Sunday 30 April 2017

In 1966, we did not understand. Now, we can handle the truth of the Rising

The 1916 celebrations this time around demand something more nuanced than history as pageant; it's time to insist on being treated as adults who can cope with the facts

Soldiers inspect the interior of Dublin's General Post Office, viewing the complete destruction of the building after being shelled by the British during the Easter Rising 1916 (Hulton Archive/Getty Images)
Soldiers inspect the interior of Dublin's General Post Office, viewing the complete destruction of the building after being shelled by the British during the Easter Rising 1916 (Hulton Archive/Getty Images)

Fergal Keane

I have only the sketchiest memories but marching men are there, soldiers of the Republic on O'Connell Street on a spring day in 1966. I was five years old and the son of a devout romantic. My father brought me into town to view the parade. He was a gifted storyteller and his stories brought the dead of the Rising back to life. Dev came to our school, a titan shuffling towards immortality, but without the hero glow of the executed and the assassinated.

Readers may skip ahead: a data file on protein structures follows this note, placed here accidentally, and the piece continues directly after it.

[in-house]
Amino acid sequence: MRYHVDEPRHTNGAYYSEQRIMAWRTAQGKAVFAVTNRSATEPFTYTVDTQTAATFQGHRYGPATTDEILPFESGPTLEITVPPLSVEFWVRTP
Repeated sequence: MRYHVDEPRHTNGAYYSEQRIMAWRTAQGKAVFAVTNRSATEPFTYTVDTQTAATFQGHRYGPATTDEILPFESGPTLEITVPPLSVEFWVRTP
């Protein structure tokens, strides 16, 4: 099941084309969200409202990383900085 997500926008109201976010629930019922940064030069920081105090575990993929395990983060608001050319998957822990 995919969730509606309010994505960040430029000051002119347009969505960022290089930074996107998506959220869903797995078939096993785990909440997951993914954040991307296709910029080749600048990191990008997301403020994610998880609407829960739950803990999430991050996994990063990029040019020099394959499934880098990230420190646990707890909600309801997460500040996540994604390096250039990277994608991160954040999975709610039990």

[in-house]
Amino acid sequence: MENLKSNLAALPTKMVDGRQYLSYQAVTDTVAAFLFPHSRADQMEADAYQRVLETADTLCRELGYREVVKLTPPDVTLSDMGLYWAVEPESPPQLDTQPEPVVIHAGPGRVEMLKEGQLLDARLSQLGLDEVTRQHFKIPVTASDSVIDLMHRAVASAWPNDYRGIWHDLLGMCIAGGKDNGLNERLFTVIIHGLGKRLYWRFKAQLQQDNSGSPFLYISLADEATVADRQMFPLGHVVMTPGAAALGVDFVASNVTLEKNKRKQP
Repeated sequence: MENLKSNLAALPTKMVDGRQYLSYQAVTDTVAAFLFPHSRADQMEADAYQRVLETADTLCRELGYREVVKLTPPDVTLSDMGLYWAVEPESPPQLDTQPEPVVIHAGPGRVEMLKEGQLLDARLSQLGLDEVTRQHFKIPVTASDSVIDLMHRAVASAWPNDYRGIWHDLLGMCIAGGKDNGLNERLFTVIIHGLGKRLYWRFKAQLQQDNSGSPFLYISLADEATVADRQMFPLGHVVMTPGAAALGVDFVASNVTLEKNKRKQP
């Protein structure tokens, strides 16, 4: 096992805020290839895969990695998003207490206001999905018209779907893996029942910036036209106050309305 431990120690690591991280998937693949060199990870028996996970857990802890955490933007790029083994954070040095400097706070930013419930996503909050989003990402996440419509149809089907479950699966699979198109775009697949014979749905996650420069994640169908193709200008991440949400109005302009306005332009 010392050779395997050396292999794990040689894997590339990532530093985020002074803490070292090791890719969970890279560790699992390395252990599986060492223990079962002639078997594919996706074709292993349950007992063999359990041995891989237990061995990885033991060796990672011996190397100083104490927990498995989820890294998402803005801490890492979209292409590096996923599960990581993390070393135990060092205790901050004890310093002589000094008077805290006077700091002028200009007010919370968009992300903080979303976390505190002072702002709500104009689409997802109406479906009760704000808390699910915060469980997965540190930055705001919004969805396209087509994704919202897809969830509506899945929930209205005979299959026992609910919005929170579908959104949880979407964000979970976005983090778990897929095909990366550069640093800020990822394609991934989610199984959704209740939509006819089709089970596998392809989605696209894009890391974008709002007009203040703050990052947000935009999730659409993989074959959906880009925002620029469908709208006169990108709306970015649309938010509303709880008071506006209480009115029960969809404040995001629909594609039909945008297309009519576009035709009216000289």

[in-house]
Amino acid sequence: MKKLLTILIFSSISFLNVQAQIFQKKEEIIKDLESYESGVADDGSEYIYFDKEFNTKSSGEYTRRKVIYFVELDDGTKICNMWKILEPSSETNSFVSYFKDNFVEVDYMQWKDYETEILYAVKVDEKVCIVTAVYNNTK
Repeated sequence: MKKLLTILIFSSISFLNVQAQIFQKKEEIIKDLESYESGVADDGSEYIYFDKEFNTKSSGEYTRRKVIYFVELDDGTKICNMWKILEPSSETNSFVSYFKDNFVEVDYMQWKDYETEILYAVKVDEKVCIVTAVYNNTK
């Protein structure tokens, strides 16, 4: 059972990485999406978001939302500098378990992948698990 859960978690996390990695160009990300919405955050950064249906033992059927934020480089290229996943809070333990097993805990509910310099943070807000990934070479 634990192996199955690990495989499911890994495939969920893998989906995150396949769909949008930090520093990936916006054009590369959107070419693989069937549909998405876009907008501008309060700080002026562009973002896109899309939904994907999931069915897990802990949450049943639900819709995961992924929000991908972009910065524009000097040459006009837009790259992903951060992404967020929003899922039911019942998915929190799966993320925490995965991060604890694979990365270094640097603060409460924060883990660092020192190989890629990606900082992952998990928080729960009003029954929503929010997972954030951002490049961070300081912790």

I was a child of the cult of Pearse. I worshipped our heroes as I imagine English children were taught to see the glory of the lost of the Somme.

It was easier then, three years before the North erupted. Paisley was a vague noise, discordant and menacing, the powerful militarist cult of the Provos unimagined and unimaginable; a Catholic barman was among three people murdered by a re-emergent UVF. Leading UVF figures would later say the group's revival was in part motivated by the rise in nationalist spirit around the 50th anniversary of 1916.

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